21st Sunday in Ordinary Time
|Peter falters during the storm|
Stained Glass Window
We do not have to be concerned with the circumstances in the time of the Prophet Isaiah that caused one man to lose his position of authority, and be replaced by another man. We see plenty of it in our own time. During the past few years a number of seemingly invincible dictators have fallen from power, and others seem soon to follow.
In our own country politicians rise and fall with regularity. In the business world how many CEOs have been forced to step down in the past years? A good percentage of baseball managers and football coaches lose their jobs each year. Actually, you don’t have to be a big shot to have this experience.
In today’s reading from the Prophet Isaiah we are told that the master of the King’s palace will be stripped of his authority. His keys, the symbol of his authority, will be taken from him and given to another. This reading introduces today’s gospel account of the giving of the keys of authority to Peter. In Matthew’s account this incident occurs after Jesus had exhibited his power over and over again in various ways. In the previous chapter Matthew had told of the feeding of the multitude on two separate occasions, the walking on the water of the Sea of Galilee during a storm, and just last week the healing of the daughter of the Canaanite woman.
After all these signs the Pharisees and the Sadducees still continued to doubt and test Jesus. He criticizes their blindness and warns his disciples not to follow their teaching. Like the master of the palace in Isaiah’s time, their authority will be taken from them. At this point, Jesus asks his disciples for feedback. “Who do people say that the Son of Man is?” They relate what they have heard but then he asks for their own opinion. “But who do you say that I am?”
Simon Peter answers, “you are the Christ, the Son of the Living God.” After this affirmation, Jesus changes Simon Peter’s name, and gives him the keys that will symbolize his authority
And so I say to you, you are Peter,
And upon this rock I will build my church,
And the gates of the netherworld shall not prevail against it.
I will give you the keys to the kingdom of heaven.
The changing of the name is as significant as the giving of the keys. Scholars tell us that the giving of a new name means that Jesus has given a new role to Peter. Peter may well have thought himself not ready for such great responsibility. During the storm on the Sea of Galilee he had doubted and only the Lord’s intervention had rescued him. In next week’s gospel we will see that Peter’s objections to Jesus’ announcement of his ultimate mission, led our Lord to rebuke him severely. Finally, Peter would even deny Jesus three times during the Passion.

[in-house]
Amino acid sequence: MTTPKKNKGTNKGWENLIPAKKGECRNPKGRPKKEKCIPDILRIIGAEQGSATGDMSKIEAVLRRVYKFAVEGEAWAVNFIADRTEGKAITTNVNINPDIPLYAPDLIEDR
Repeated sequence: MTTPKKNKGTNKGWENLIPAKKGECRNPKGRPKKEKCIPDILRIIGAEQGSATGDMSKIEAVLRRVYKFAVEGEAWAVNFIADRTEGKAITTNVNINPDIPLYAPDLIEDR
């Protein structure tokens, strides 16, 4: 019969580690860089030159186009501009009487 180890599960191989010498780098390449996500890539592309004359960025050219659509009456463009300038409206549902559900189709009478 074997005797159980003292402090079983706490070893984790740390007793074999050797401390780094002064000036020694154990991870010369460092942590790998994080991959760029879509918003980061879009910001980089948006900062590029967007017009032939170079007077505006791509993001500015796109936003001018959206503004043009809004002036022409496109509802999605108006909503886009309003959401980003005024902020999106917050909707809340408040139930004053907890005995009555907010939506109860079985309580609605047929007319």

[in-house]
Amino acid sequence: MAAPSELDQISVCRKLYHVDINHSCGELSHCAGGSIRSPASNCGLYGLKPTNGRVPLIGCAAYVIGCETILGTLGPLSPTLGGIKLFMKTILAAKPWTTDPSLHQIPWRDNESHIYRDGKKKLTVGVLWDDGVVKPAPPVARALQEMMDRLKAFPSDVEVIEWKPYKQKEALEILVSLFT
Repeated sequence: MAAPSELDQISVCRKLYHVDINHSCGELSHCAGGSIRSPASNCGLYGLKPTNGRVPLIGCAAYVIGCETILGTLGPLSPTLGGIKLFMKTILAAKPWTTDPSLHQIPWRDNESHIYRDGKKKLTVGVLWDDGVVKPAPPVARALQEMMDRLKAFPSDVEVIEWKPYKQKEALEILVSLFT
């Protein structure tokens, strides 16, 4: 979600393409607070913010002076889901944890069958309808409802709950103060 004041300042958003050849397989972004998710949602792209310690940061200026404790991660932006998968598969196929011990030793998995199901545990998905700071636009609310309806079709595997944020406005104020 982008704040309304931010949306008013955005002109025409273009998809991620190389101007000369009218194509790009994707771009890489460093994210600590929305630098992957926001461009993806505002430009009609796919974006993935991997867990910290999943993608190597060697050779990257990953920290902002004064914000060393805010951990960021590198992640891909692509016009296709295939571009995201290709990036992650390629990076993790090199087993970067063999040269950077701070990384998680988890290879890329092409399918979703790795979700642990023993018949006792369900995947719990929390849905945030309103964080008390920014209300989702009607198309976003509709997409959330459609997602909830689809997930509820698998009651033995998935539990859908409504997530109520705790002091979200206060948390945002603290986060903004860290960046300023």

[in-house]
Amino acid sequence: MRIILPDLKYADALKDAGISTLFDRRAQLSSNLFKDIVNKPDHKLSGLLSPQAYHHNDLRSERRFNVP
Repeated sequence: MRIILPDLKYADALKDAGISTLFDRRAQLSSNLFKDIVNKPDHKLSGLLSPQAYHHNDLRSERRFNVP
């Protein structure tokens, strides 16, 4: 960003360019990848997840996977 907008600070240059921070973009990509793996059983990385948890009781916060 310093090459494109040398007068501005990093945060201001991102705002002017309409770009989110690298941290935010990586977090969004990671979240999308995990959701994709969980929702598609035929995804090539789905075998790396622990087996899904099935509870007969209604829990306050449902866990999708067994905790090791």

We know that Peter, and the Apostles, and their successors have been given special authority. But I like to think that we all, despite our imperfections and failings, have been given the keys to our own little palaces. The message of the gospels is clear. We are all called to be good and faithful stewards. There is no doubt that we will think ourselves unworthy of the task, and that we will often stumble and falter. How many times will we look back and wonder if we could have done things better?
I believe that today’s second reading from St. Paul’s letter to the Romans deals with this very point. He writes,
Oh, the depth of the riches and wisdom and knowledge of God!
How inscrutable are his judgments and how unsearchable his ways!
How many times have we heard the expression that God works in mysterious ways? St. Paul himself never tired of referring to his own weakness, and noted that God uses the weak of the to accomplish His objectives. Despite his weakness and failings, Jesus said to Peter,
Whatever you bind on earth shall be bound in heaven;
And whatever you loose on earth shall be loosed in heaven.
This is a responsibility that all of us are called to share when it comes to our own families, friends, and neighbors.
*Image by Melissa DeStefano. Click on image to enlarge.
Reading 1. Isaiah 22: 19-23
Reading II. Romans 11: 33-36
Gospel. Matthew 16: 13-20 (you are Peter)